In this post we’re going to explore how to build a DSL (Domain Specific Language) with a user-friendly syntax while maintaining as much type-safety as possible. We want that any operations that is not allowed by the business rules fail at compile time. This would be really nice as it makes sure that no one writes such forbidden logic (even by mistake).
More over Scala provides really nice syntactic sugar that can make a DSL syntax pretty neat.
Custom-DSL are nice as they provide all the type-safety you need against your data schema. However in this post I will focus only on the Java driver. Why? Because it’s both a simple and decent solution in my opinion.
The bad thing is that you lose any type-safety as all the queries are just plain strings. On the other hand you don’t have to learn a new DSL because your queries are just CQL. Add a thorough test coverage and you have a viable solution.
Moreover the Java driver provides an async API backed by Guava’s futures and it’s not that difficult to turn these futures into Scala futures – which makes a quite natural API in Scala.
We recently deployed in production a distributed system that uses Cassandra as its persistent storage.
Not long after we noticed that there were many warnings about tombstones in Cassandra logs.
WARN [SharedPool-Worker-2] 2017-01-20 16:14:45,153 ReadCommand.java:508 -
Read 5000 live rows and 4771 tombstone cells for query
SELECT * FROM warehouse.locations WHERE token(address) >= token(D3-DJ-21-B-02) LIMIT 5000
We found it quite surprising at first because we’ve only inserted data so far and didn’t expect to see that many tombstones in our database. After asking some people around no one seemed to have a clear explanation on what was going on in Cassandra.
The actor model allows us to write complex distributed applications by containing the mutable state inside an actor boundary. However with Akka this state is not persistent. If the actor dies and then restarts all its state is lost.
To address this problem Akka provides the Akka Persistence framework. Akka Persistence is an effective way to persist an actor state but it’s integration needs to be well thought as it can greatly impact your application design. It fits nicely with the actor model and distributed system design – but is quite different from what a “more classic” application looks like.
In this post I am going to gloss over the different components of Akka Persistence and see how they influence the design choices. I’ll also try to cover some of the common pitfalls to avoid when building a distributed application with Akka Persistence.
Now that we know about Markov chain, let’s focus on a slightly different process: the Markov Decision Process.
This process is quite similar to a Markov chain but adds more concept into it: Actions and Rewards. Having a reward means that it’s possible to learn which action yield the best rewards. This type of learning is also known as reinforcement learning.
Last time we talk about what is a Markov chain. However there is one big limitation:
A Markov chain implies that we can directly observe the state of the process. (e.g the number of people in the queue).
Many times we can only access an indirect representation or noisy measure of the state of the system. (e.g. we know the noisy GPS coordinates of a robot but we want to know it’s real position).
In this post we’re going to focus on the second point and see how to deal with HMMs. In fact HMM can be useful every time that we don’t have direct access to the system state. Let’s take some motivational examples first before we dig into the maths. Continue reading “Hidden Markov Model”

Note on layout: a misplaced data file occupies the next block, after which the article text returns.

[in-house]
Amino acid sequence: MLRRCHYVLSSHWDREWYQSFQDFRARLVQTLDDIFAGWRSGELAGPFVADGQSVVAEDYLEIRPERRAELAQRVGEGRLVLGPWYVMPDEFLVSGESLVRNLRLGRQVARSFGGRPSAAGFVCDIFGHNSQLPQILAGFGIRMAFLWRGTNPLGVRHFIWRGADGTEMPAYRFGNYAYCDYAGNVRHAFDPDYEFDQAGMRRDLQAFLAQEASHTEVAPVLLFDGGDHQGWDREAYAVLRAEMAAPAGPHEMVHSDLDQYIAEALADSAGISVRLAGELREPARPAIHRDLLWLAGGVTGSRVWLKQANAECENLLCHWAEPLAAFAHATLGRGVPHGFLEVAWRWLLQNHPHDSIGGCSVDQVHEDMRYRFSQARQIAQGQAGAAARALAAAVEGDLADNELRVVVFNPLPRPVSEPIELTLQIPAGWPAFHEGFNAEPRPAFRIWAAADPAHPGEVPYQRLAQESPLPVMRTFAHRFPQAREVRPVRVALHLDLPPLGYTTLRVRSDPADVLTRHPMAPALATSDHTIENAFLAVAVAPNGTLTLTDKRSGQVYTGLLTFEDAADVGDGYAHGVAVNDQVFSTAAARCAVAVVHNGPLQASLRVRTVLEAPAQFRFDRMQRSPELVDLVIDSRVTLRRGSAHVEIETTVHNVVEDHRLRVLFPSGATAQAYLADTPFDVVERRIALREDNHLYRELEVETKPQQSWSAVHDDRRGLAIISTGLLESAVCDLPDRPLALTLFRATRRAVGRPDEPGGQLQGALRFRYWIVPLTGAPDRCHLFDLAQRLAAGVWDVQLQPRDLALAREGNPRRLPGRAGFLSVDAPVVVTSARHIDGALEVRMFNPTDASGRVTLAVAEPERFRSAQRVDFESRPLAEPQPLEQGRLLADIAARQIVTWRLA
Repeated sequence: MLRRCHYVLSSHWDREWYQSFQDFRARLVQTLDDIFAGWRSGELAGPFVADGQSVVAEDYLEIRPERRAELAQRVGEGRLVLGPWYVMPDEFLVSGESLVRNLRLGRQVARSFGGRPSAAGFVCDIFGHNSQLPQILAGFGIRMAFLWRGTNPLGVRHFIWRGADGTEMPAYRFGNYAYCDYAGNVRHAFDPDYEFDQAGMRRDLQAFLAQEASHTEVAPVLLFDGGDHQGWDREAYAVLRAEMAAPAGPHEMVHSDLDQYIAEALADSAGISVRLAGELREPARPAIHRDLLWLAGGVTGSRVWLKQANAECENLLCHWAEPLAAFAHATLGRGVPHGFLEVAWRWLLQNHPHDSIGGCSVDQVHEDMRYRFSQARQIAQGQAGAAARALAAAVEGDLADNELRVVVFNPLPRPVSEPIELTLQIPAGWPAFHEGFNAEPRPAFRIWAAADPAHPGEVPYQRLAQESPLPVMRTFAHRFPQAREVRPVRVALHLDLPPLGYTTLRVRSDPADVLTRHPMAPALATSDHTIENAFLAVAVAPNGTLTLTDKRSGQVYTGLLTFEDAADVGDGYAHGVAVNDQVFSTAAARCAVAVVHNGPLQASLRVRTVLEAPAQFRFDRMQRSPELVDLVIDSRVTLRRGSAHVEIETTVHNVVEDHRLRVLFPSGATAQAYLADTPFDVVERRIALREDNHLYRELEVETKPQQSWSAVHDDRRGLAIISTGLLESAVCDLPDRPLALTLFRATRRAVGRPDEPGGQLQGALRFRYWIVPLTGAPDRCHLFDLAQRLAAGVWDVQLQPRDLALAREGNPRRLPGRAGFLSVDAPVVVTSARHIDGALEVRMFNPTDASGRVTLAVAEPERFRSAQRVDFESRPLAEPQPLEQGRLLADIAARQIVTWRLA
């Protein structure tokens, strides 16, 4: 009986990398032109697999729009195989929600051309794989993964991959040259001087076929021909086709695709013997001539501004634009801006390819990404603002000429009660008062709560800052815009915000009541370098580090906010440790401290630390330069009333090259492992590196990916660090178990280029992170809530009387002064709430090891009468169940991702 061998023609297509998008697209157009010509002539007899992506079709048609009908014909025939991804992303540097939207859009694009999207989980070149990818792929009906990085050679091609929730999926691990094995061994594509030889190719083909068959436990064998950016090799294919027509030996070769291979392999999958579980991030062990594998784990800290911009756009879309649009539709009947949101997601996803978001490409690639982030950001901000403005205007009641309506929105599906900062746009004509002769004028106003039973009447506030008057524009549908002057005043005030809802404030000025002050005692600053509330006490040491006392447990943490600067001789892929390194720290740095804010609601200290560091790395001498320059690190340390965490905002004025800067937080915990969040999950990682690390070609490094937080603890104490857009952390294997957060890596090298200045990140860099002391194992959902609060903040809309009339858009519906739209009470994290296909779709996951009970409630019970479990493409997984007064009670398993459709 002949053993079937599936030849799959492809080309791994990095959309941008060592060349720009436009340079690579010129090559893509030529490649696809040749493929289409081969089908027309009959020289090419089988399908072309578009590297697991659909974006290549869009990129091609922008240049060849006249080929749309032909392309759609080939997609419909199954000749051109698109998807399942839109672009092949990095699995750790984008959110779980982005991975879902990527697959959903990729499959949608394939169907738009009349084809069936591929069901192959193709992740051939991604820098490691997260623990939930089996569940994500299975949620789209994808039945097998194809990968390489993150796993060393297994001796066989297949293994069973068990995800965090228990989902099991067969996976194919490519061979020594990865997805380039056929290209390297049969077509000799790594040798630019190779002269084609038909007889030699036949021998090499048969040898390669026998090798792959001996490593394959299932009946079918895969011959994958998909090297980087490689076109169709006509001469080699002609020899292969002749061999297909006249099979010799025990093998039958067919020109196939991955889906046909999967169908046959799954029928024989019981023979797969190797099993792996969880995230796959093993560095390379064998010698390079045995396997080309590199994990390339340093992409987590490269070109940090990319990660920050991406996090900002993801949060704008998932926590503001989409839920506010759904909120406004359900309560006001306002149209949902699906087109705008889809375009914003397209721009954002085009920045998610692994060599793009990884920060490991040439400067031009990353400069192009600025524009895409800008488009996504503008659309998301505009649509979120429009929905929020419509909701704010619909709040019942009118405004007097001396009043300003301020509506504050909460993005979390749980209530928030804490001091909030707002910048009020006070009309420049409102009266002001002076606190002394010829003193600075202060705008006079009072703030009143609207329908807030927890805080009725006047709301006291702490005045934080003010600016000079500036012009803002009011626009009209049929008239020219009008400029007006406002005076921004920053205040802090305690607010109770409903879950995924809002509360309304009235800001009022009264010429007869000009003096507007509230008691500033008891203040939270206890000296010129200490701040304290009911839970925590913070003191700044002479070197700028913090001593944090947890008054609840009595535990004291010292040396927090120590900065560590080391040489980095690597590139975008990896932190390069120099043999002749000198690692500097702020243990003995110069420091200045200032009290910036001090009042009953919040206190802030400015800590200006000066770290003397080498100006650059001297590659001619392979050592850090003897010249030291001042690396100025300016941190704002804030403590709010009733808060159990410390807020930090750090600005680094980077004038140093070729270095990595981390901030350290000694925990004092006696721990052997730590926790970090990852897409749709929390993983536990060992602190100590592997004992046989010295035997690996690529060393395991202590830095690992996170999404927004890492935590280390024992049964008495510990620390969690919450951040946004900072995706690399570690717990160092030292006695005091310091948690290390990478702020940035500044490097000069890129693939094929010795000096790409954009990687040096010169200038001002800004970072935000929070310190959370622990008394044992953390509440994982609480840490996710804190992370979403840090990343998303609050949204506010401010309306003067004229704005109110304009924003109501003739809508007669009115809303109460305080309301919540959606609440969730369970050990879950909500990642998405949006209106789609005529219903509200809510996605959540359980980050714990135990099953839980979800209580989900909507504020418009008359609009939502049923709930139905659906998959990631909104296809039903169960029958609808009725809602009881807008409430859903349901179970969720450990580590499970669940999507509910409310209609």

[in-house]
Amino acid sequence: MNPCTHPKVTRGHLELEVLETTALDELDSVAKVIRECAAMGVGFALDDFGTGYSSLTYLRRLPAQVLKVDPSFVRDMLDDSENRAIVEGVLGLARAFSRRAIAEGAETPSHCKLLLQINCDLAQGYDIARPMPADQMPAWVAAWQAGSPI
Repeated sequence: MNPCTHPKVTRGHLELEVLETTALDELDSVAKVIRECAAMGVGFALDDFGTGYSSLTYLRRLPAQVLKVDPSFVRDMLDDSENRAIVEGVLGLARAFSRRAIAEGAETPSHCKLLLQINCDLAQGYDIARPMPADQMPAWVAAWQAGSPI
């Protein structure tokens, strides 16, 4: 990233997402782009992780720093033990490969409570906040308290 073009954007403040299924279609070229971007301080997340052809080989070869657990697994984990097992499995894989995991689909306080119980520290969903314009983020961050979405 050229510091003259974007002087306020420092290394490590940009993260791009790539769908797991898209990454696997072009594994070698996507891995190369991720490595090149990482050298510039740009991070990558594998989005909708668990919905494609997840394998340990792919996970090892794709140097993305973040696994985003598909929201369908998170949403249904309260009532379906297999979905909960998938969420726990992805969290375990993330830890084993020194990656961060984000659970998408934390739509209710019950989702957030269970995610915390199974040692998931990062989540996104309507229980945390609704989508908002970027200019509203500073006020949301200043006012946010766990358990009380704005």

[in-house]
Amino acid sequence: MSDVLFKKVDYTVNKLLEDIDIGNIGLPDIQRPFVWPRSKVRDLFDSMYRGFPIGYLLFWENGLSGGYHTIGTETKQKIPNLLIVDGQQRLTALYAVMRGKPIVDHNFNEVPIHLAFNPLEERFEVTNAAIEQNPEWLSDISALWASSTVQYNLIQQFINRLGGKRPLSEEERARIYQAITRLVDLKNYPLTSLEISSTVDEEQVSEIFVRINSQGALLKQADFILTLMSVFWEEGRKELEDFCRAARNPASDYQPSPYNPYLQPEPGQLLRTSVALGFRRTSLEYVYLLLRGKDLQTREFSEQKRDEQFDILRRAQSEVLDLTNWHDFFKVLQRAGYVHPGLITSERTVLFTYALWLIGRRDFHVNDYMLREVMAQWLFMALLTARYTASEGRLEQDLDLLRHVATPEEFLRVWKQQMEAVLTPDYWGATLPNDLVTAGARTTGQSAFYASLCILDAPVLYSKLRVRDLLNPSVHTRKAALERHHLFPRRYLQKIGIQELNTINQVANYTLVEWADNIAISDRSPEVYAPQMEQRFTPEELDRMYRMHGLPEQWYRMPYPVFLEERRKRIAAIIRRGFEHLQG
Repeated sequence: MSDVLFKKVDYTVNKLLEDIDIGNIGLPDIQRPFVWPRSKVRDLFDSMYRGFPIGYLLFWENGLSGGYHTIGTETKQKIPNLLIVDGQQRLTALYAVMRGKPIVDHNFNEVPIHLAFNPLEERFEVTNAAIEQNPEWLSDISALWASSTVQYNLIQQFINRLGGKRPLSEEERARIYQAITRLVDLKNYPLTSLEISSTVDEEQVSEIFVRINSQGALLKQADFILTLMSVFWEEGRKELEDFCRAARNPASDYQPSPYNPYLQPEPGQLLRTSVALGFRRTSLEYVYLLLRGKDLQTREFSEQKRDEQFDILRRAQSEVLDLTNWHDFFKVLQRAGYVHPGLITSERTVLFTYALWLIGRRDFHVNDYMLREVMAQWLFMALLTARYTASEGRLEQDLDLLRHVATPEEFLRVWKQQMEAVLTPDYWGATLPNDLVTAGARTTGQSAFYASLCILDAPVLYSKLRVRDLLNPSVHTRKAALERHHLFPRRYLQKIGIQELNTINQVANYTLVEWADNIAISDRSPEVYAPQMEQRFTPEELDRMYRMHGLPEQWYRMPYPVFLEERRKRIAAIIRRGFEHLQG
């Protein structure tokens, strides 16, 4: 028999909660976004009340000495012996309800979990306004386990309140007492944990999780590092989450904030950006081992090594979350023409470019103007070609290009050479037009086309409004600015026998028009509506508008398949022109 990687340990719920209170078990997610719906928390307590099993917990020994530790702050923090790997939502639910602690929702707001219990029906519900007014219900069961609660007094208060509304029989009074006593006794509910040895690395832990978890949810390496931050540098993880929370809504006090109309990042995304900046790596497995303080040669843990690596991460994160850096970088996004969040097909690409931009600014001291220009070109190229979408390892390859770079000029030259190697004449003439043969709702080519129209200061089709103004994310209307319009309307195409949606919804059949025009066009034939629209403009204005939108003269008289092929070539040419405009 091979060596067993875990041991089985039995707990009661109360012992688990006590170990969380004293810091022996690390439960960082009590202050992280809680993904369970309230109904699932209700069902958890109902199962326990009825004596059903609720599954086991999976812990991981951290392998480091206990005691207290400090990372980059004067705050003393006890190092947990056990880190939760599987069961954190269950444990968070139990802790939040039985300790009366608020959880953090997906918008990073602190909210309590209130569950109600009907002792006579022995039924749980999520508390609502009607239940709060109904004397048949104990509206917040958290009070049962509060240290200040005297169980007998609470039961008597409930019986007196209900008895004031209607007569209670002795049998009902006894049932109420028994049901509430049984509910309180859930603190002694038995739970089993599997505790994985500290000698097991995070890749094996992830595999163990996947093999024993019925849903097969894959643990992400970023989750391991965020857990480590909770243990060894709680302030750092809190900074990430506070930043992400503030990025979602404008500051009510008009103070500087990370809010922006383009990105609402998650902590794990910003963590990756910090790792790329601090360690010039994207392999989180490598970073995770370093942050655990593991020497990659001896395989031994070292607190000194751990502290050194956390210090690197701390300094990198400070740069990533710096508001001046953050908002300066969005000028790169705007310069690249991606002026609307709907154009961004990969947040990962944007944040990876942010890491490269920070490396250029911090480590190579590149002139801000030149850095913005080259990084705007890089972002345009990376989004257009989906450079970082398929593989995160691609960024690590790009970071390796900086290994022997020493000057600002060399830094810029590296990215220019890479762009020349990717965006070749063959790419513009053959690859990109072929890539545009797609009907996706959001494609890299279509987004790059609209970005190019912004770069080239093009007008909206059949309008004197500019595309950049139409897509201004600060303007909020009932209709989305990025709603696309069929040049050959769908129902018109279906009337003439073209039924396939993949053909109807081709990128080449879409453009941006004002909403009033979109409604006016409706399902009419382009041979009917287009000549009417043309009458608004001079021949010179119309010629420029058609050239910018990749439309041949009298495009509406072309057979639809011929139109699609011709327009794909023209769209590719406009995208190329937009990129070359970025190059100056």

I’ve heard the term “Markov chain” a couple of times but never had a look at what it actually is. Probably because it sounded too impressive and complicated.
It turns out it’s not as bad as it sounds. In fact the whole idea is pretty intuitive and once you get a feeling of how things work it’s much easier to get your head around the mathematics.
Andrey Markov was a Russian mathematician who studied stochastic processes (a stochastic process is a random process) and specially systems that follow a suite of linked events. Markov found interesting results about discrete processes that form a chain. Continue reading “Markov chain”
The free monad is really neat for creating DSL as it allows to completely separate the business logic from the implementation.
It leaves a great freedom for the implementation choices and should you change your implementation you just need to rewrite your interpreter without changing any of the business logic.
That’s great! However after playing a little around with the free monad I was a bit skeptical about the amount of boilerplate required to plug everything together. Writing smart constructors and injectors is not the most trivial thing (depending on how your team is familiar with functional programming).
Now that we have a fairly good understanding of what the free monad is and how it works. Let’s see what it looks like to write a real program based on this concept. This time we won’t implement Free ourselves but use the cats library for that. If you don’t know all the theory behind the free monad and just want to see how to use it then read on as this post builds an application from scratch.
In this post we’ll write simple DSLs, lift them into the free monad and even combine them into one program. There is some boiler plate around but I want to get a feeling of what it looks like to combine more DSLs and see how we can architecture a whole application around the free monad. Continue reading “The free monad in (almost) real life”
Remember in part 1 we implemented a little program to interact with the user. We nicely separated the business logic from the implementation. And as good as it is we now need to add more functionality to our application and this exactly what we’re going to cover here.